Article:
Cody: There always is, Gavin! I actually have some very big things in the works, but I am severely lacking in the funds to be able to record it right. Count on hearing some new music, though, in the near future.



Gavin: Going local, what are your thoughts on the music scene, both good and bad?



Cody: Well, my experiences with the music scene are mostly centered around Provo, since I live closer to there and there's a bigger indie-folk scene in that area. What I've noticed over the years is that folk and indie music here are what I'd describe as self-sustaining. Provo and Salt Lake City have more combined talent in music alone than most other states do as a whole. I've also noticed, though, that most of these acts are content; they have no intention of touring or seeking out a career unless a career seeks them out. Some big acts have come from here, but it's because they toured and made themselves known everywhere else, as well. The Provo scene will continue to thrive, but with all of that great talent condensed into one location, I doubt the scene will even really need to host that many touring bands, even though they do accommodate some great ones.

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Gavin: Is there anything you believe could be done to make it more prominent?



Cody: Yes, people need to go. That simple. I'm an offender, as well, as I don't go to as many shows as I used to since I live in Eagle Mountain, but I need to. We all need to. Music scenes die because people let them. Our music is by no means dead, either, but it could use a lot more support.



Gavin: Not including yourself, who are your favorite acts in the scene right now?



Cody: That a tough one. In folk and indie, I'd say Jay William Henderson is very high on the totem pole with me. So is Polytype, Book On Tapeworm, The Moth & The Flame, even though they're not here anymore, and I have to say I'm very excited for Strange Family.

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Gavin: What's your opinion on the current airplay on community radio and how it affects local musicians?



Cody: I think KRCL has done a wonderful job of promoting local music. I love how involved they have been and how unafraid they are of playing a great local act like Sayde Price in between huge national acts like Bright Eyes.



Gavin: What do you think of file sharing these days, both as a musician and a music lover?



Cody: Honestly, I don't think about it much at all. I am fully aware that people have used torrents and file sharing to download my music, and I don't let it get to me. On one hand, I feel it's made it a little harder to make a living of this, which makes it much harder for me to produce new albums and new music. On the other hand, though, new ears are hearing my music and, free or not, that's always a huge win in my book.

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Gavin: What can we expect from you over the rest of this year?



Cody: I'll be playing shows regularly and working on getting new music to you guys as soon as I can. You can hear a lot of the new material that will be on my next album at my shows right now.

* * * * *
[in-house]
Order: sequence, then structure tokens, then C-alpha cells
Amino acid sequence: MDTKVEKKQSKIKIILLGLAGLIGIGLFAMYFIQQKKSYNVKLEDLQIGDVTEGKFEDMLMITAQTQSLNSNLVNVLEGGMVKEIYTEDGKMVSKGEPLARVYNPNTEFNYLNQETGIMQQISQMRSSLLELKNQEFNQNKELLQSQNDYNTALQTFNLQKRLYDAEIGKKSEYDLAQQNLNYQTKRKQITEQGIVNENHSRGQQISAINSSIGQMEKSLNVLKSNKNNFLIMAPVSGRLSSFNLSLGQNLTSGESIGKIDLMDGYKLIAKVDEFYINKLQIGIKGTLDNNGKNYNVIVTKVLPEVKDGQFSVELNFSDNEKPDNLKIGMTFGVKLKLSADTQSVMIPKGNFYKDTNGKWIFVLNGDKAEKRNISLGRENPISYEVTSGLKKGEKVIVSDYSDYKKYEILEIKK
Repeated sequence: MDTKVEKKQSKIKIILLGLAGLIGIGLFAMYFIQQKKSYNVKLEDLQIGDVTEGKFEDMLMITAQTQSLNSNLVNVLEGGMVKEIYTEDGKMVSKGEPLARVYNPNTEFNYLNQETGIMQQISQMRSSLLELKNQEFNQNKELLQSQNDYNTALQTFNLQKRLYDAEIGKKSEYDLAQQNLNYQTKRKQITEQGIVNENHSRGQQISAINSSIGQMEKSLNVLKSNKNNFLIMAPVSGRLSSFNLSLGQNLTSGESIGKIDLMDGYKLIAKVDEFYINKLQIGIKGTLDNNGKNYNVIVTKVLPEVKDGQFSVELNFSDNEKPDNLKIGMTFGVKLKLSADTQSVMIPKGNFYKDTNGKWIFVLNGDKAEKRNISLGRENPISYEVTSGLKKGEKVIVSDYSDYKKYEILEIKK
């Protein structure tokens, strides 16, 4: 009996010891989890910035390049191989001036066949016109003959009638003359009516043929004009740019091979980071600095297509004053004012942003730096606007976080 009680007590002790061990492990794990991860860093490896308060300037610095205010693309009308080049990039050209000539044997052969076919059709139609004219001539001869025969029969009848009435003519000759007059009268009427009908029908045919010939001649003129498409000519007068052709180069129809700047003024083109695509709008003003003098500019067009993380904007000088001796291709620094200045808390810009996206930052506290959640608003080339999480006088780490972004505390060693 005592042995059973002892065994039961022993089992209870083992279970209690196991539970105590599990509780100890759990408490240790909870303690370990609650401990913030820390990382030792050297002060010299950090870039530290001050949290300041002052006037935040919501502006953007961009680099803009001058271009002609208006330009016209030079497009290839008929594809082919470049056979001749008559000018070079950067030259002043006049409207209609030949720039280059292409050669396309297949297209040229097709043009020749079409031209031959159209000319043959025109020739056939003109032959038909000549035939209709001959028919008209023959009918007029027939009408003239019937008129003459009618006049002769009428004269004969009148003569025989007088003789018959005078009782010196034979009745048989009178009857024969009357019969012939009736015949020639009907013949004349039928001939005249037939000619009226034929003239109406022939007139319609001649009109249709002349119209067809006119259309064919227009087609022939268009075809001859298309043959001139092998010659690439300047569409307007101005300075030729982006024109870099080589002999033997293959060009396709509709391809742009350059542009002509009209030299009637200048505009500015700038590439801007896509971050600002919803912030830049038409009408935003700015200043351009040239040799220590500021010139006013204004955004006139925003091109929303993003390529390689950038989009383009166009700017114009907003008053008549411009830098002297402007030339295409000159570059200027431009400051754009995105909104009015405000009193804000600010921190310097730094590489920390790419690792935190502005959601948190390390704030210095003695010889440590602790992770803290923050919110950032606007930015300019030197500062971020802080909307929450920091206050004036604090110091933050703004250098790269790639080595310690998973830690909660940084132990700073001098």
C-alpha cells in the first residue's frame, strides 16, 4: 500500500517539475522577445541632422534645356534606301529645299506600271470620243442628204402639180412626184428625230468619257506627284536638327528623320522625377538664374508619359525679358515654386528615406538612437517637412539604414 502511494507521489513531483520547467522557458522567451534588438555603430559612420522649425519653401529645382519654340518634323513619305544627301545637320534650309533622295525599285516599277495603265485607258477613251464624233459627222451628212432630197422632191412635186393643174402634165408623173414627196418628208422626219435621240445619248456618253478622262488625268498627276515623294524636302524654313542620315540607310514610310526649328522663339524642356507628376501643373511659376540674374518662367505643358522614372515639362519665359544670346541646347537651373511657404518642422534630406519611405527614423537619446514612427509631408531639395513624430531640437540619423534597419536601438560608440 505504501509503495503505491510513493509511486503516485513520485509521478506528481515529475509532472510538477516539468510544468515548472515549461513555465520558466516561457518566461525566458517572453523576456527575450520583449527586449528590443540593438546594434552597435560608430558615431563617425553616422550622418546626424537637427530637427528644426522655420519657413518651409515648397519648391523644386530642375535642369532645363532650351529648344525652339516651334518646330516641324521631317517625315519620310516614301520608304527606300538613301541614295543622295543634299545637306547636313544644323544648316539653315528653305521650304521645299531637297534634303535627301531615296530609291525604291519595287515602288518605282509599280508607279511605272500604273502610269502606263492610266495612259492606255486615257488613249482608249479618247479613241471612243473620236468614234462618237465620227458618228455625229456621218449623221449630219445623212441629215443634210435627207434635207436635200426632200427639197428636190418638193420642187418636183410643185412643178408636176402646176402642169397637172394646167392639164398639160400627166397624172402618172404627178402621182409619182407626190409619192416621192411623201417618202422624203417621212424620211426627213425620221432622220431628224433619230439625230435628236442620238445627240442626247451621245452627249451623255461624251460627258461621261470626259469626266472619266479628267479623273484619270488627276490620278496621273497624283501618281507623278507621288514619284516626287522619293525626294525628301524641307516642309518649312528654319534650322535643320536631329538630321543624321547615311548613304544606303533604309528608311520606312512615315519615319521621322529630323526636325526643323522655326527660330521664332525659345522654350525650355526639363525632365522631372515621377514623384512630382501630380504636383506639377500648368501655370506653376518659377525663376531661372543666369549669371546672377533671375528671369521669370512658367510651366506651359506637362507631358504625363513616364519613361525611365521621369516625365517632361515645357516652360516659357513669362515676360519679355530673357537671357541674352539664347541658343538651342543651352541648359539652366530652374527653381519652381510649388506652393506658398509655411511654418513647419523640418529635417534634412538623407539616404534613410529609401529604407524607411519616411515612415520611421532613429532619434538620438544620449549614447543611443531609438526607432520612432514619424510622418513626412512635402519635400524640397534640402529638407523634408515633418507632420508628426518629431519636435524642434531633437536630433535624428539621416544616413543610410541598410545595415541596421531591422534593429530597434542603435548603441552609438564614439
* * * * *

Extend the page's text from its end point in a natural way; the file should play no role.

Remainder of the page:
Gavin: Is there anything you'd like to plug or promote?



Cody: I'll be playing at Bar Deluxe on August 8. Also, you can always keep updated on when I'm playing next in your area at my website.





Rocky Mountain District (Thys Pendley & Aaron Peat)

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RMD on Facebook



Gavin: Hey, guys. First thing, tell us a little about yourselves.



Aaron: My name is Aaron; I hit the drums for Rocky Mountain District. I love playing music and shows, collecting Marvel action figures and comics, and hanging out with my dog, Emma.



Thys: My name is Thys; I play guitar and yell for Rocky Mountain District. I'm pretty low-key; mostly, I like to ride my fixed gear, and to collect vinyl records.



Gavin: What got you interested in music, and who were some of your favorite acts and musical influences growing up?



Aaron: My older brother and my cousin were in a band. I thought that was the coolest thing, to see them writing music while hanging out. At The Drive-In was the band that really opened me up to this genre of music.



Thys: To be honest, I started to play guitar to help me with the ladies. It did not help, but I have been around music all my life. My mom and three sisters all played piano, my dad and two brothers played guitar, and I was in a private choir from the age of 6 to 18.

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Gavin: How did you both come together to form Rocky Mountain District?



Aaron: We were both in local bands in Ogden. Thys was in a band called WeDropLikeBombs along with our former guitarist Jace. I was in a band called The Chevalier that played with them pretty often. I actually tried out to play guitar for W.D.L.B. back in 2009, but it wasn't until we were all hanging out in my basement that we all jammed together and it just felt right. It all happened really fast.



Gavin: What influenced the post-hardcore style in a kind of lo-fi format, and how has it been making that sound your own and separating yourselves from other post-hardcore acts?



Thys: I have always been fond of lo-fi recordings. Some of my favorite bands take a really stripped-down approach to recording my favorite records. They all feel so alive, and that’s what we try to create when we write our music -- living, breathing entities. Our songs are filled with some heavy topics and undertones. We felt like recordings we did would give it the depth that we produce when we play them live. Our songs tend to have a lot of space in them, to where the silence become the most powerful aspect of the song. We write songs in a pretty unconventional manner and I feel like that is what makes us so special.